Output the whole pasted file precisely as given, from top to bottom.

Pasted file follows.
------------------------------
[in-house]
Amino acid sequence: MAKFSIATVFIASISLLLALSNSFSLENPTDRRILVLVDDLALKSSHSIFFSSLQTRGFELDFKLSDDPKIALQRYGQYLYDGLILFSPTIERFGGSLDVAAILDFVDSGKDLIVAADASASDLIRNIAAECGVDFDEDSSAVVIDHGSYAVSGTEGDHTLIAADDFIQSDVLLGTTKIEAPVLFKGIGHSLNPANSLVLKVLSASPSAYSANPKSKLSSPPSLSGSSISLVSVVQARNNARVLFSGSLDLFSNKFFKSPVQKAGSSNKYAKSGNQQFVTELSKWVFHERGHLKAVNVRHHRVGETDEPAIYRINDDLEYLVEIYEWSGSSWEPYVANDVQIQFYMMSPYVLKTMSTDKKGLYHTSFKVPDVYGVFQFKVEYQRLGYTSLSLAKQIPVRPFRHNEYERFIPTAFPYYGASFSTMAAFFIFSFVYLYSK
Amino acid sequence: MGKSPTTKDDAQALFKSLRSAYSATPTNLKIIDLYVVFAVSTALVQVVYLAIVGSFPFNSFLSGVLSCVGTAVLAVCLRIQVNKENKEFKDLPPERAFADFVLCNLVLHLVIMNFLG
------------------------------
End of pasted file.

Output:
[in-house]
Amino acid sequence: MAKFSIATVFIASISLLLALSNSFSLENPTDRRILVLVDDLALKSSHSIFFSSLQTRGFELDFKLSDDPKIALQRYGQYLYDGLILFSPTIERFGGSLDVAAILDFVDSGKDLIVAADASASDLIRNIAAECGVDFDEDSSAVVIDHGSYAVSGTEGDHTLIAADDFIQSDVLLGTTKIEAPVLFKGIGHSLNPANSLVLKVLSASPSAYSANPKSKLSSPPSLSGSSISLVSVVQARNNARVLFSGSLDLFSNKFFKSPVQKAGSSNKYAKSGNQQFVTELSKWVFHERGHLKAVNVRHHRVGETDEPAIYRINDDLEYLVEIYEWSGSSWEPYVANDVQIQFYMMSPYVLKTMSTDKKGLYHTSFKVPDVYGVFQFKVEYQRLGYTSLSLAKQIPVRPFRHNEYERFIPTAFPYYGASFSTMAAFFIFSFVYLYSK
Amino acid sequence: MGKSPTTKDDAQALFKSLRSAYSATPTNLKIIDLYVVFAVSTALVQVVYLAIVGSFPFNSFLSGVLSCVGTAVLAVCLRIQVNKENKEFKDLPPERAFADFVLCNLVLHLVIMNFLG